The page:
Saturday marks National Prescription Drug Take Back Day.
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The CEO of the Colorado Health Exchange says the state is prepared to weather whatever changes eventually emerge from Washington.
“Cutting the cost sharing reduction payments is cruel and irresponsible,” said Colorado’s Democratic governor, John Hickenlooper.
The White House had continued the subsidies while waiting for a lawsuit to move through the courts. Thursday's decision reverses that.
In a pilot program, doctors at emergency facilities are experimenting to see if they can reduce opioid prescriptions.
“Opioids ought to be drugs of last resort, not drugs of first choice,” one expert says.
Eight patient care areas of the hospital showed cleanliness problems including dirty floors and kitchens.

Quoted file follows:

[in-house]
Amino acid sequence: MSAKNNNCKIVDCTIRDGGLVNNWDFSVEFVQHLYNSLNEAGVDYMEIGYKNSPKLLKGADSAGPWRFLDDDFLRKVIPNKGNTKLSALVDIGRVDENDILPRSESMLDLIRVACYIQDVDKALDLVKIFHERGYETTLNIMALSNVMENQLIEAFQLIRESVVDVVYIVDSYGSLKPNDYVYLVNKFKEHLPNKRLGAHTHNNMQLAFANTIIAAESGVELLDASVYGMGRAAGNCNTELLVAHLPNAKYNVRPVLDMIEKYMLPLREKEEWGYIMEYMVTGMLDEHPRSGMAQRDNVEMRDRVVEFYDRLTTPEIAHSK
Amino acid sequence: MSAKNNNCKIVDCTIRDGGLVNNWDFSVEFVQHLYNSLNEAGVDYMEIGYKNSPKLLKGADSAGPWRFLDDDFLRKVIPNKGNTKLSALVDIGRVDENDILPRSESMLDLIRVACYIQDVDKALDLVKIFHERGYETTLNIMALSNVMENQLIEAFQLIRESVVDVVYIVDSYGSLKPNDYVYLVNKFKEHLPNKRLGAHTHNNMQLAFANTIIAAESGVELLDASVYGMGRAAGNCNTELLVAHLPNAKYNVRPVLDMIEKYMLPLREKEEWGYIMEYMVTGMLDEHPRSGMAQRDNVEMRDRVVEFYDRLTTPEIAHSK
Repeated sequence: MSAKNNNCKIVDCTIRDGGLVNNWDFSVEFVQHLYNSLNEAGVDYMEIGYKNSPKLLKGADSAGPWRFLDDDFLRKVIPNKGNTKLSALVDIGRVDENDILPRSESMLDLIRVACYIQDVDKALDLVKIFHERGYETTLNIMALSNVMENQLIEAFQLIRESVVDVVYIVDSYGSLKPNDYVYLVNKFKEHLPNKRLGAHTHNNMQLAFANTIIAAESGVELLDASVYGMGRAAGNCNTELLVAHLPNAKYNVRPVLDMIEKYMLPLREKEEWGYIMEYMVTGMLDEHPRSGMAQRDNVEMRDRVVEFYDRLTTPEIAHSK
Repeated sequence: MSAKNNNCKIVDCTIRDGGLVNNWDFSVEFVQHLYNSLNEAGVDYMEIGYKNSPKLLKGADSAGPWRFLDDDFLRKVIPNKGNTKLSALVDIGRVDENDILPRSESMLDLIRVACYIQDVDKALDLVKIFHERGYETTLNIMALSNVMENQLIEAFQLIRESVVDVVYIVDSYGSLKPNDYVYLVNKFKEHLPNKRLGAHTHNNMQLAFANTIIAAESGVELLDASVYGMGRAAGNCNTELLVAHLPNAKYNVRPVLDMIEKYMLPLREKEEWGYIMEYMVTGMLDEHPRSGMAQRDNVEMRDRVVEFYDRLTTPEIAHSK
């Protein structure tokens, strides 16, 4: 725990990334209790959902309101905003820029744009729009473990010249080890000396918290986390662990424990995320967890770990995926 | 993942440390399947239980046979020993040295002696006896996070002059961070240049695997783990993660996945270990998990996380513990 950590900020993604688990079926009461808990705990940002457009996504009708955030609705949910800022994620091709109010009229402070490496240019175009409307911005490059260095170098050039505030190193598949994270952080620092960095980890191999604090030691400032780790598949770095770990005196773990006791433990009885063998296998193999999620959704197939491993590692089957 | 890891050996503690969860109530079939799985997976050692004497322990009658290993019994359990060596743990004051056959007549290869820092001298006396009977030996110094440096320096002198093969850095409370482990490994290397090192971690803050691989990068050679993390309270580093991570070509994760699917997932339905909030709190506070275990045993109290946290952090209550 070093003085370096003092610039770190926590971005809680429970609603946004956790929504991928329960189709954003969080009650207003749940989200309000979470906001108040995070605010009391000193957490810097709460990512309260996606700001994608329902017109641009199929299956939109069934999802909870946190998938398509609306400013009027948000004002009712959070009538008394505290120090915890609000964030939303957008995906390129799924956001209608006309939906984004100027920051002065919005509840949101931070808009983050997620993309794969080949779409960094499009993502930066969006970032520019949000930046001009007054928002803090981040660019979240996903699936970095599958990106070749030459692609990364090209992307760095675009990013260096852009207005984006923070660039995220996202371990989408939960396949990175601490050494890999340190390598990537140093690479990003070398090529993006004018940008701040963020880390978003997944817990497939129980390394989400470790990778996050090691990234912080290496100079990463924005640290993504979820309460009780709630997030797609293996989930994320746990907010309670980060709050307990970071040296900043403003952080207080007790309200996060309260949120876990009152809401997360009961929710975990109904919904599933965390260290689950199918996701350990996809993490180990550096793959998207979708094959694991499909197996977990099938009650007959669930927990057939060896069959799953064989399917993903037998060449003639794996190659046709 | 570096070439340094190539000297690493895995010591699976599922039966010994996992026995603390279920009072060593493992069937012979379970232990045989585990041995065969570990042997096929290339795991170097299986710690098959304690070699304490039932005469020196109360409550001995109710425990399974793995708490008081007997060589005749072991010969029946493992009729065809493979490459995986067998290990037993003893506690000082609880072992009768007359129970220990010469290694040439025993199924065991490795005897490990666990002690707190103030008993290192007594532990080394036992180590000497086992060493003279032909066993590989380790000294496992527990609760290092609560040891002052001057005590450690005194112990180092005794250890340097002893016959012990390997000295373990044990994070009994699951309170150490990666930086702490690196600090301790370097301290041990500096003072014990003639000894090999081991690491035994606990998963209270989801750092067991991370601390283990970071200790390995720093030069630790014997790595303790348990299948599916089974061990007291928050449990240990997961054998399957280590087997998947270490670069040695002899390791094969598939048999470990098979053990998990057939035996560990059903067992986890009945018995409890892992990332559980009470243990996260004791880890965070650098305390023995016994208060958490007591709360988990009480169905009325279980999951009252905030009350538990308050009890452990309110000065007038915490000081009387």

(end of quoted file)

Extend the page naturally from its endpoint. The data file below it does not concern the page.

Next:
The late Gretchen Josephson had Down Syndrome and eventually developed Alzheimer's Disease. Her family recently donated her brain to the University of Colorado School of Medicine so researchers can study the link between the two conditions.
Former House Majority Leader Amy Stephens sponsored the bill that created Colorado's health exchange.
Each week in Boulder, people who hear voices get together. Hearing voices isn't rare, and doesn't necessarily signal severe psychosis.
In Colorado, the number of teens taking their own lives has increased dramatically in recent years, nearly doubling between 2006 and 2016.
Roger Pielke, who directs CU’s Sports Governance Center, has published an analysis of the numbers and whether health risks and concussions are driving the trend.
There is no legal requirement for proof of ID to purchase the drug, but 56 percent of Colorado pharmacies asked for it.
In Colorado, the number of seniors who hold medical marijuana cards has been slowly rising.